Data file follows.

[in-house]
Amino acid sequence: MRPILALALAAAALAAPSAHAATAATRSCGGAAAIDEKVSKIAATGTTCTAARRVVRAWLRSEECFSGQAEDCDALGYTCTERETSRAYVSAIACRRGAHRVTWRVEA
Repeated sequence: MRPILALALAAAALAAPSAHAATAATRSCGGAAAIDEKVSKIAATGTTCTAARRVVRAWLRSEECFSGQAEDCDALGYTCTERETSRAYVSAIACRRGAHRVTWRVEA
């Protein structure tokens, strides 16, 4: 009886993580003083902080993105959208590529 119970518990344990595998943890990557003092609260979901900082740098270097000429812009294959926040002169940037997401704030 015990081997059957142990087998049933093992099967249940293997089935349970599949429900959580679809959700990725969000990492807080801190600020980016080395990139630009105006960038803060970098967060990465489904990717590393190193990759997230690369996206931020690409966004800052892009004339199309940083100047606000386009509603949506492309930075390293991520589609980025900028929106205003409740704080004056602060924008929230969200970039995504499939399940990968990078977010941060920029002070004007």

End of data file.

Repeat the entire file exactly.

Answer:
[in-house]
Amino acid sequence: MRPILALALAAAALAAPSAHAATAATRSCGGAAAIDEKVSKIAATGTTCTAARRVVRAWLRSEECFSGQAEDCDALGYTCTERETSRAYVSAIACRRGAHRVTWRVEA
Repeated sequence: MRPILALALAAAALAAPSAHAATAATRSCGGAAAIDEKVSKIAATGTTCTAARRVVRAWLRSEECFSGQAEDCDALGYTCTERETSRAYVSAIACRRGAHRVTWRVEA
């Protein structure tokens, strides 16, 4: 009886993580003083902080993105959208590529 119970518990344990595998943890990557003092609260979901900082740098270097000429812009294959926040002169940037997401704030 015990081997059957142990087998049933093992099967249940293997089935349970599949429900959580679809959700990725969000990492807080801190600020980016080395990139630009105006960038803060970098967060990465489904990717590393190193990759997230690369996206931020690409966004800052892009004339199309940083100047606000386009509603949506492309930075390293991520589609980025900028929106205003409740704080004056602060924008929230969200970039995504499939399940990968990078977010941060920029002070004007």